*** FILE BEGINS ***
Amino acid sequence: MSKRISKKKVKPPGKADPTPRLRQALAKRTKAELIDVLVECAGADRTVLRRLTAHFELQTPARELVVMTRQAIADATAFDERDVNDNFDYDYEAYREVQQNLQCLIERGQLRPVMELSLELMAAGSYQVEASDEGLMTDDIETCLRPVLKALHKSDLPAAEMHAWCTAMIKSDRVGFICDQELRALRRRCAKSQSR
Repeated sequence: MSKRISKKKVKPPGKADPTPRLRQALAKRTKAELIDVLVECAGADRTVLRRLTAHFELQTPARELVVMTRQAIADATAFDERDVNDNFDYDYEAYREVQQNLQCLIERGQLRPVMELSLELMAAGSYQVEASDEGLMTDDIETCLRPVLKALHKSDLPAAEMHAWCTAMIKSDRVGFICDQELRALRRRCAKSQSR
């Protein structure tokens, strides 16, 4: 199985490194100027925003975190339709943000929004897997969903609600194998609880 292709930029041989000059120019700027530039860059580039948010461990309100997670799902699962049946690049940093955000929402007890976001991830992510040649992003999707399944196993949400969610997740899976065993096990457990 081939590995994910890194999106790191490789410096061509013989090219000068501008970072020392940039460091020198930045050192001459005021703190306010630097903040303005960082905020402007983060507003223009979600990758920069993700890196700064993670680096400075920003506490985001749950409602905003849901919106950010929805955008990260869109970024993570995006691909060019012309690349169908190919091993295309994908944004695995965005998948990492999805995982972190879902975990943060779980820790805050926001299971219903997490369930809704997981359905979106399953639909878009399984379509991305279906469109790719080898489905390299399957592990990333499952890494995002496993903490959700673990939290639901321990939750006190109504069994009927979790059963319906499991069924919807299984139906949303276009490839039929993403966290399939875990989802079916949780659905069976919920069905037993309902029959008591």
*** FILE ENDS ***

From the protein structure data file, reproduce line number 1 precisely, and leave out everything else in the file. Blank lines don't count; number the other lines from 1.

Amino acid sequence: MSKRISKKKVKPPGKADPTPRLRQALAKRTKAELIDVLVECAGADRTVLRRLTAHFELQTPARELVVMTRQAIADATAFDERDVNDNFDYDYEAYREVQQNLQCLIERGQLRPVMELSLELMAAGSYQVEASDEGLMTDDIETCLRPVLKALHKSDLPAAEMHAWCTAMIKSDRVGFICDQELRALRRRCAKSQSR